Warner has known Barfoot for years and has a high regard for him, Warner spokesman Kevin Hall said. “The senator definitely wants to step in to get something resolved.”
Nicholls said her father’s phone “is ringing off the hook.” Members of the 157th Infantry Unit, with which he served, have called along with scores of people concerned about Barfoot’s welfare, she said.
You yelling at me? I was the one getting a beat down because I read the article and got blamed for supporting the hoa.
A Medal of Honor can be a prick if he wants to be.
I'm just curious. Where did you read that? It was my understanding that the flag pole was in his front yard.
I hate zero tolerance. The man is 90 years old, fought his whole life for his country, and was graced with a distinguished Medal of Honor. So, technically, maybe he shouldn’t have put up a flag pole on community property...but, so what, let the guy go...I think he’s earned the right to be left alone...at 90, it’s not like he’s going to have this flag flying for decades. If I was a resident of the community I would tell any objectors to get a life and not everything needs be enforced in their petty rules.
It can be a real pain
He went to war to defend a nation of laws. Now he wants to break the law. That doesn’t square-up.
That doesn’t seem to add up to me. And the last time I checked, the homeowners associations did not set the damned laws!
He’s a few blocks from my old house. He’ll be getting a Christmas card from me.
Damned right on that one!
Depends on the board. We had to move an old barn on our property to a new location because it was falling over and rotting from being stuck under a historic Japanese lilac tree (now 180 years old). We have three barns, and wanted to put this one to practical use as a garage.
We are in a “historical district” and had to go through an approval process. They said OK, but it has to be square to the house.
While I was off working, the contractor poured the foundation. It wasn’t quite square, because he had to fit it in between a septic mound, a pond, and power lines that run behind the house.
The Selectboard sued to set it square. We responded that there were other barns in the district that weren’t square, that we didn’t do it on purpose, and that there was no alternative. So, would they agree to reasonable modifications in the permit?
Long story short, after two years, three select board members were voted out, the suit was settled, and we still have our garage at the same slight angle. It cost the town $20,000 in legal fees and it cost me $2,000 in legal fees—because I didn’t feel the need to keep phoning my lawyer at big bucks per minute, and because my lawyer gave me a discount.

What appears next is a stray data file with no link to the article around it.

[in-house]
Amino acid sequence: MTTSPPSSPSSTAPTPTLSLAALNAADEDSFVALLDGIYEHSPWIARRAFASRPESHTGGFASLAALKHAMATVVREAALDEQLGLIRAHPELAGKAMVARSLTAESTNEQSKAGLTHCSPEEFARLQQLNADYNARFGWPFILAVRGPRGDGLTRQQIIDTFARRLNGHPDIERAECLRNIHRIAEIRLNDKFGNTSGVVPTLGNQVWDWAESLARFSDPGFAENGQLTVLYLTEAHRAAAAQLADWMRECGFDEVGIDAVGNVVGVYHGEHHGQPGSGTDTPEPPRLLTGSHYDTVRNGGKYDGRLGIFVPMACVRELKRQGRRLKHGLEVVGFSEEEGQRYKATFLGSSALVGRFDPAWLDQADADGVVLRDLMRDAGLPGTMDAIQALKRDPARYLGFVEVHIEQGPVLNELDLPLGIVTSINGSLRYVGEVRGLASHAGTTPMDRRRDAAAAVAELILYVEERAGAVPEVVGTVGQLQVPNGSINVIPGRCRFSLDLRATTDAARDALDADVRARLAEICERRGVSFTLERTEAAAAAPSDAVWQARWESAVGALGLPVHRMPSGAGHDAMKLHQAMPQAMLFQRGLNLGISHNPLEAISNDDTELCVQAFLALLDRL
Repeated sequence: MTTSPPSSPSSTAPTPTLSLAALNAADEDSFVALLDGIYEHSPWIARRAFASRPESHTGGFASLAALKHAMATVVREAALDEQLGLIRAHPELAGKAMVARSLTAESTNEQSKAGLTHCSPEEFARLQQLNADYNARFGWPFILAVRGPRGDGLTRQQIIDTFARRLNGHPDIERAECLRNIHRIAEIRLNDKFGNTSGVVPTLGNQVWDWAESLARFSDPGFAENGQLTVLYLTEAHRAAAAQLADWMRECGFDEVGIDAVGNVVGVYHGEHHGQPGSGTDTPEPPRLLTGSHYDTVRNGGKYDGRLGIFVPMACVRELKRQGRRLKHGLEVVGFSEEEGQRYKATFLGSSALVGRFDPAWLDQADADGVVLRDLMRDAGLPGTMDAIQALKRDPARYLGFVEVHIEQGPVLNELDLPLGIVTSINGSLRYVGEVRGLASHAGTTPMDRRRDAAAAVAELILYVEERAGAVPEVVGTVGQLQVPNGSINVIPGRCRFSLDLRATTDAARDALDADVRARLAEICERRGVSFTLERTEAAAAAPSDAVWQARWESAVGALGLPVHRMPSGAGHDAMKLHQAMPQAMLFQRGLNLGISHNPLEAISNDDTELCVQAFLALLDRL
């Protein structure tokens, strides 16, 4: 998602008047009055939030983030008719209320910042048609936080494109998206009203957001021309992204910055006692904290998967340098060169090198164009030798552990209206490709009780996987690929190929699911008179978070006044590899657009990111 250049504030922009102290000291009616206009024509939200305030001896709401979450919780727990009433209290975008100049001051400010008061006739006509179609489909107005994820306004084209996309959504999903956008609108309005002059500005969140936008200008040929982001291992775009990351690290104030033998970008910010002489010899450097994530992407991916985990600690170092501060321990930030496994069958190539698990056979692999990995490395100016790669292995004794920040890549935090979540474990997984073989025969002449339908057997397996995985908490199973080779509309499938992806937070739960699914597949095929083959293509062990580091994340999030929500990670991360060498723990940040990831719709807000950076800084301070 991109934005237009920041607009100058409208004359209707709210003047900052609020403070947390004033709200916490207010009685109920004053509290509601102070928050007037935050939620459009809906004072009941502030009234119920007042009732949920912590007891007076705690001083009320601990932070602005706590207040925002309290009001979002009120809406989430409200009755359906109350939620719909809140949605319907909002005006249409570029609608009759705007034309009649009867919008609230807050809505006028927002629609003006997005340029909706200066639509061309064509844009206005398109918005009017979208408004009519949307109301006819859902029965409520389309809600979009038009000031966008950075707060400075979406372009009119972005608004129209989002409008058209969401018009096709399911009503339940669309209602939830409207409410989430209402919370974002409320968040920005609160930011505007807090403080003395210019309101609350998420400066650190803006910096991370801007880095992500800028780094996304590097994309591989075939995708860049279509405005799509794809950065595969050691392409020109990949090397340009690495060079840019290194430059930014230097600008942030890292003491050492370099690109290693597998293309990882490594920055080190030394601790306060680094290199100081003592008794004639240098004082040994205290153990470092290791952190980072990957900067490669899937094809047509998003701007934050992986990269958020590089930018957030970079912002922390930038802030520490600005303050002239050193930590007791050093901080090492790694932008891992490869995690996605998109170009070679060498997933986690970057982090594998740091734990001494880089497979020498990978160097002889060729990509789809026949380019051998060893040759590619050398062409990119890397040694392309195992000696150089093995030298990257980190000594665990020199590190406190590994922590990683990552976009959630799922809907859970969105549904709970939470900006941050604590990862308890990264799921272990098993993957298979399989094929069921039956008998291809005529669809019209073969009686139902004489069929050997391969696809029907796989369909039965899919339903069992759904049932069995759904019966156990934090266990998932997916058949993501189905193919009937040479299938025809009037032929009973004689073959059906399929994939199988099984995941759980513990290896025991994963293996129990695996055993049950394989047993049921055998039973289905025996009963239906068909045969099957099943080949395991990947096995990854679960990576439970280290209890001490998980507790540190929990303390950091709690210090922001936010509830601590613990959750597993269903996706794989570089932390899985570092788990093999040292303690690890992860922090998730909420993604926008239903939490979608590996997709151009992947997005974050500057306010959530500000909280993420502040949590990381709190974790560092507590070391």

In other words, we’re all neighbors here, and we get along, but sometimes you can get a few big egos on a select board or neighborhood association.
He fought in three wars! He asked them to make an exception for him thinking that maybe, just maybe they would take that into consideration.
Unfortunately, he was wrong. People don't care if you risked your ass in war after war so that they could hold onto their freedom. Like the freedom to bust an old veterans balls over a damned flag poll!
HOAs can be a real PIA. On the other hand it’s nice to live in a neighborhood where your neighbor isn’t going to have a pack of dogs out in their backyard barking all night. But not to let someone put up a flag isn’t right.
“In other words, were all neighbors here, and we get along, but sometimes you can get a few big egos on a select board or neighborhood association.”
I understand. I had a Board member go around and on her own issued 148 letters to owners on such minor stuff it was silly. Lots of initial upset but when the whole board got together all the letters were pulled. You can have one or two but hopefully a full Board is more helpful then not to its community.
We have one guy now, our CC&R’s don’t allow antenna or sat dishes in public view, this guy just goes and puts a huge antenna strapped to his chimney in front of the house and all the neighbors are upset and he refuses to take it down.
It causes us problems and he tries to blame us.
Good post. However, logic will get you nowhere with some folks.
I thought this was America.
Let him fly his flag.